So I have an idea but wanted to check here first. With some of my clients over the years the projects have grown and I would "borrow" footage from another library but of course it would copy into the new library like it should but they have gotten massive and a little out of hand. I should have kept it all as 1 library with many events for the different projects but din't like a dummy. Key is reduce the size of the libraries thou.
I'm wondering if and how best to consolidate all the events and media?
Actually, if they're on the same drive, only links are being made in the new Libraries. I have a different Library for each client, works out well. But we also have a Stock Library with reusable footage, stock stuff. It is all on one RAID so that using files in different libraries only makes links, not eating up massive amounts of space.
We also run FCP Library Manager once a month to clear out renders from everything, and clear out analysis files and such from older stuff we won't probably ever use again but need to keep around do to station policy.
Are these all on separate drives or the same drive> And i assume you have background rendering turned off permanently, right?
Thanks for this, I was hoping it would do that but it seems to copy them across. I have the same issue with my camera's MXF files and leave in place when importing, copies and doubles up on the media - sigh. But will give it a bash, will definitely look into FCP Library Manager.
Videopixels wrote: ... I would "borrow" footage from another library but of course it would copy into the new library like it should but they have gotten massive and a little out of hand. I should have kept it all as 1 library with many events for the different projects but din't like a dummy... it seems to copy them across. I have the same issue with my camera's MXF files and leave in place when importing, copies and doubles up on the media - sigh....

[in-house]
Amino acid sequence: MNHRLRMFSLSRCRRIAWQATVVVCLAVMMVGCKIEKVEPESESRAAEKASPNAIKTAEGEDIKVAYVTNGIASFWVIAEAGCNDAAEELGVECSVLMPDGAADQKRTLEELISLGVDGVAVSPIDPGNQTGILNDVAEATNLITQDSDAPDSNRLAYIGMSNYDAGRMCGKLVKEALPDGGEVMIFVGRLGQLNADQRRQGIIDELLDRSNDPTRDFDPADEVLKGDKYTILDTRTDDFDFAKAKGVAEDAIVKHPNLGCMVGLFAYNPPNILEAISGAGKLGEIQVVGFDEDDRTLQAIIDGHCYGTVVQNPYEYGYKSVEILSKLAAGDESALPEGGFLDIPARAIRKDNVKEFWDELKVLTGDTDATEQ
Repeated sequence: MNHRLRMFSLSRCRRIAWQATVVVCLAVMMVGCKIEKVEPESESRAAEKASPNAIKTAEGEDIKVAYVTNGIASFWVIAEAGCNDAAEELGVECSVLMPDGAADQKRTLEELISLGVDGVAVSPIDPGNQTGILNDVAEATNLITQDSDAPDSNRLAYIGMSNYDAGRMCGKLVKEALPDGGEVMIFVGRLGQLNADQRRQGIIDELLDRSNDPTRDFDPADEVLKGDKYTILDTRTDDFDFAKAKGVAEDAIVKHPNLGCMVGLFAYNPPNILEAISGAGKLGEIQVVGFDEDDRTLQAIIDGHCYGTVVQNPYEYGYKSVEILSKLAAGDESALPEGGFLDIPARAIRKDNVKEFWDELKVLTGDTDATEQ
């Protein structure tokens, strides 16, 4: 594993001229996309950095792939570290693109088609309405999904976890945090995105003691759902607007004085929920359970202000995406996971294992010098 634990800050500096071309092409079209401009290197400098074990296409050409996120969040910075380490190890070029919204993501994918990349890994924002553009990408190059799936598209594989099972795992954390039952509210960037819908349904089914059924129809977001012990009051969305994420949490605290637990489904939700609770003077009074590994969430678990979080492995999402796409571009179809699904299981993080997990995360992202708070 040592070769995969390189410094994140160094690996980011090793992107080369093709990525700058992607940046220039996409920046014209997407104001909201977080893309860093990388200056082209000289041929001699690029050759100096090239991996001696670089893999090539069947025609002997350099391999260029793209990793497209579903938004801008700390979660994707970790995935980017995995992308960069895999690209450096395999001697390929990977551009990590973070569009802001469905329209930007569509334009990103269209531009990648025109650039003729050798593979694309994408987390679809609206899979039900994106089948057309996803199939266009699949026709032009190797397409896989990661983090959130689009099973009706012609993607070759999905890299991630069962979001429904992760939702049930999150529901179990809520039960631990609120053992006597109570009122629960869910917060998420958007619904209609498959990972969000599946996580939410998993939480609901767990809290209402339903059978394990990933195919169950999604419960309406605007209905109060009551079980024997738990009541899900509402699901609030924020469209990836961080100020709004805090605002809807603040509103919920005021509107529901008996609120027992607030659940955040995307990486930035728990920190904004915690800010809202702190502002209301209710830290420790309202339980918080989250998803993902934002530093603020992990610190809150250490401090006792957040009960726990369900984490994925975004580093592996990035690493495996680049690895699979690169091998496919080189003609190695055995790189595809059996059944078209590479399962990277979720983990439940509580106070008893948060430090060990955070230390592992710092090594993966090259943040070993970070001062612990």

There are several related issues:
(1) When should you use separate libraries vs multiple events within a library.
(2) When copying media between libraries, how to do this "in place" without physically duplicating media.
(3) What is the best procedure for moving media between libraries without side effects.
On #1, it's sometimes best to use a single library if you envision commonly needing media from previous shoots. On the proper hardware, a single library can be very large and still provide good performance. I have used 7,000 clips of 4k H264 material totaling about 20 TB or 200+ hr of material in a single library spread across about eight events, and it worked mostly OK.
OTOH there's no need to cram a bunch of material in a single library if you will only need infrequent access to other shooting events. A smaller library is often easier to handle and can mitigate risk if something happens to it.
On #2, when you copy material between non-managed libraries using external media, it will create symlinks and not copy the actual material. This is regardless of whether the media is on separate volumes. If you consolidate, it will then copy the media. As FCPX.guru said, if the media is all one one drive, it will use hard links and not physically duplicate the media, even if it appears duplicated in FCPX. It can be difficult to tell whether hard links are being used. The terminal command ls -l will show a reference count increase for each hard linked reference to a given file.
There are some additional complications when copying proxies. If you have proxies always check the "copy proxies" checkbox, else it can create black clips and the create proxy option will be greyed out in the destination library.
One #3, there's a specific procedure which should be used when copying media between libraries. Unfortunately this is not documented in most tutorials or Apple's FCPX documentation. Symlinks may not work properly if dragging clips between non-managed libraries vs dragging an event. The best practice is don't drag or copy bare clips or projects across libraries but do it inside an event. Sam Mestman discusses this from 06:30 to 11:00 in the below video, but you may want to watch Sam's whole talk from 02:00 to 11:00. He demonstrates this on a Lumaforge NAS but it's not unique to a NAS.